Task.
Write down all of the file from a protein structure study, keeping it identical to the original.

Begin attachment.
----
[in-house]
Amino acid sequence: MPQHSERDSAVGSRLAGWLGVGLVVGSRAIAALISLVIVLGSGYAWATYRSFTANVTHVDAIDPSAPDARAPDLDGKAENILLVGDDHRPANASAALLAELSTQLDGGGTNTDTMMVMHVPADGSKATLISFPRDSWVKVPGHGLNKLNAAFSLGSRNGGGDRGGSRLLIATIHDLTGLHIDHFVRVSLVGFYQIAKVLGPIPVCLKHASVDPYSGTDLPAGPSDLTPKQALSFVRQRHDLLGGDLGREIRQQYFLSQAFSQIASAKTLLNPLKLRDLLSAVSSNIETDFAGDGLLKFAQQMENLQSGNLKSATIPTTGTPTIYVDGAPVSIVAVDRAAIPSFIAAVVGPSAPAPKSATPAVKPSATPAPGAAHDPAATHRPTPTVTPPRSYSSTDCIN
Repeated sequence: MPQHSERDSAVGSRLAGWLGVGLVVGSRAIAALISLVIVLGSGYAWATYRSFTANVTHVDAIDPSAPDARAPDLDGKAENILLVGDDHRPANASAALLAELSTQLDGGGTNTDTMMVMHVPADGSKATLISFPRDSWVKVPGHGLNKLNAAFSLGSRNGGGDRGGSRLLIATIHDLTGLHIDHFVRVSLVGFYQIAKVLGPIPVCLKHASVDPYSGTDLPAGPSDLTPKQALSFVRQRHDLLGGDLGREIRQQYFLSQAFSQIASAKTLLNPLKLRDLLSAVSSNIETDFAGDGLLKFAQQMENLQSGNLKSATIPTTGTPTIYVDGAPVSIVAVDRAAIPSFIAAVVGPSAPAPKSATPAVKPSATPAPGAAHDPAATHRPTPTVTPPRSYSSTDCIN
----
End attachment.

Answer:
[in-house]
Amino acid sequence: MPQHSERDSAVGSRLAGWLGVGLVVGSRAIAALISLVIVLGSGYAWATYRSFTANVTHVDAIDPSAPDARAPDLDGKAENILLVGDDHRPANASAALLAELSTQLDGGGTNTDTMMVMHVPADGSKATLISFPRDSWVKVPGHGLNKLNAAFSLGSRNGGGDRGGSRLLIATIHDLTGLHIDHFVRVSLVGFYQIAKVLGPIPVCLKHASVDPYSGTDLPAGPSDLTPKQALSFVRQRHDLLGGDLGREIRQQYFLSQAFSQIASAKTLLNPLKLRDLLSAVSSNIETDFAGDGLLKFAQQMENLQSGNLKSATIPTTGTPTIYVDGAPVSIVAVDRAAIPSFIAAVVGPSAPAPKSATPAVKPSATPAPGAAHDPAATHRPTPTVTPPRSYSSTDCIN
Repeated sequence: MPQHSERDSAVGSRLAGWLGVGLVVGSRAIAALISLVIVLGSGYAWATYRSFTANVTHVDAIDPSAPDARAPDLDGKAENILLVGDDHRPANASAALLAELSTQLDGGGTNTDTMMVMHVPADGSKATLISFPRDSWVKVPGHGLNKLNAAFSLGSRNGGGDRGGSRLLIATIHDLTGLHIDHFVRVSLVGFYQIAKVLGPIPVCLKHASVDPYSGTDLPAGPSDLTPKQALSFVRQRHDLLGGDLGREIRQQYFLSQAFSQIASAKTLLNPLKLRDLLSAVSSNIETDFAGDGLLKFAQQMENLQSGNLKSATIPTTGTPTIYVDGAPVSIVAVDRAAIPSFIAAVVGPSAPAPKSATPAVKPSATPAPGAAHDPAATHRPTPTVTPPRSYSSTDCIN